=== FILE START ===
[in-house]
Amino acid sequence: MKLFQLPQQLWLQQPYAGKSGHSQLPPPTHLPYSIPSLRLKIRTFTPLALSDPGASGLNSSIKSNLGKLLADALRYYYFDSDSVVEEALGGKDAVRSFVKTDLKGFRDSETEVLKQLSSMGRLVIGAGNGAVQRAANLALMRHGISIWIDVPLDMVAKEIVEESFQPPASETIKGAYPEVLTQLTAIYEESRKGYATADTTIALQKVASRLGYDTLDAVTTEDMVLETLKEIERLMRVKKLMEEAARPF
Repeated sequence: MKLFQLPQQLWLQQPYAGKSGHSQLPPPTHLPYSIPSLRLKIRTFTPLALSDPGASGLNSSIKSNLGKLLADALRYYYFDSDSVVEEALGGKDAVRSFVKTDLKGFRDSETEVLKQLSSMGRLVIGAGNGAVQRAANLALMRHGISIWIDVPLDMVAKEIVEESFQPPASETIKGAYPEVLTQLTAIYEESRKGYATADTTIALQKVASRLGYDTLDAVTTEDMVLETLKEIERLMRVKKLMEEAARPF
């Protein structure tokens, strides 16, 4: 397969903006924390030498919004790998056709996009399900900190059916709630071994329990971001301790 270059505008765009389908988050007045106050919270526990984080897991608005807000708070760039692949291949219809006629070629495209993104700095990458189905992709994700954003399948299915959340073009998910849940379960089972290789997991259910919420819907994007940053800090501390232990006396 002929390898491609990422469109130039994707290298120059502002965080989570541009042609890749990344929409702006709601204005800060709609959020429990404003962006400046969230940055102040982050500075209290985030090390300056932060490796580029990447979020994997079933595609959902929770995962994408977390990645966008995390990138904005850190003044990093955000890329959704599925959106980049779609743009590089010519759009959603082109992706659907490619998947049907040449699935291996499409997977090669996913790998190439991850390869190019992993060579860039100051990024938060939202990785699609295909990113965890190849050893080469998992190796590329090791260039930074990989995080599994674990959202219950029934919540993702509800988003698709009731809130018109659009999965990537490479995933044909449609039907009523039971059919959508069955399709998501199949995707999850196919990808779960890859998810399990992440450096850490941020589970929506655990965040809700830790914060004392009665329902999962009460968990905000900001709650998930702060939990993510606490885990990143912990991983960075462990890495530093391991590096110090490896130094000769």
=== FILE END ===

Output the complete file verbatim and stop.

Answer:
[in-house]
Amino acid sequence: MKLFQLPQQLWLQQPYAGKSGHSQLPPPTHLPYSIPSLRLKIRTFTPLALSDPGASGLNSSIKSNLGKLLADALRYYYFDSDSVVEEALGGKDAVRSFVKTDLKGFRDSETEVLKQLSSMGRLVIGAGNGAVQRAANLALMRHGISIWIDVPLDMVAKEIVEESFQPPASETIKGAYPEVLTQLTAIYEESRKGYATADTTIALQKVASRLGYDTLDAVTTEDMVLETLKEIERLMRVKKLMEEAARPF
Repeated sequence: MKLFQLPQQLWLQQPYAGKSGHSQLPPPTHLPYSIPSLRLKIRTFTPLALSDPGASGLNSSIKSNLGKLLADALRYYYFDSDSVVEEALGGKDAVRSFVKTDLKGFRDSETEVLKQLSSMGRLVIGAGNGAVQRAANLALMRHGISIWIDVPLDMVAKEIVEESFQPPASETIKGAYPEVLTQLTAIYEESRKGYATADTTIALQKVASRLGYDTLDAVTTEDMVLETLKEIERLMRVKKLMEEAARPF
């Protein structure tokens, strides 16, 4: 397969903006924390030498919004790998056709996009399900900190059916709630071994329990971001301790 270059505008765009389908988050007045106050919270526990984080897991608005807000708070760039692949291949219809006629070629495209993104700095990458189905992709994700954003399948299915959340073009998910849940379960089972290789997991259910919420819907994007940053800090501390232990006396 002929390898491609990422469109130039994707290298120059502002965080989570541009042609890749990344929409702006709601204005800060709609959020429990404003962006400046969230940055102040982050500075209290985030090390300056932060490796580029990447979020994997079933595609959902929770995962994408977390990645966008995390990138904005850190003044990093955000890329959704599925959106980049779609743009590089010519759009959603082109992706659907490619998947049907040449699935291996499409997977090669996913790998190439991850390869190019992993060579860039100051990024938060939202990785699609295909990113965890190849050893080469998992190796590329090791260039930074990989995080599994674990959202219950029934919540993702509800988003698709009731809130018109659009999965990537490479995933044909449609039907009523039971059919959508069955399709998501199949995707999850196919990808779960890859998810399990992440450096850490941020589970929506655990965040809700830790914060004392009665329902999962009460968990905000900001709650998930702060939990993510606490885990990143912990991983960075462990890495530093391991590096110090490896130094000769």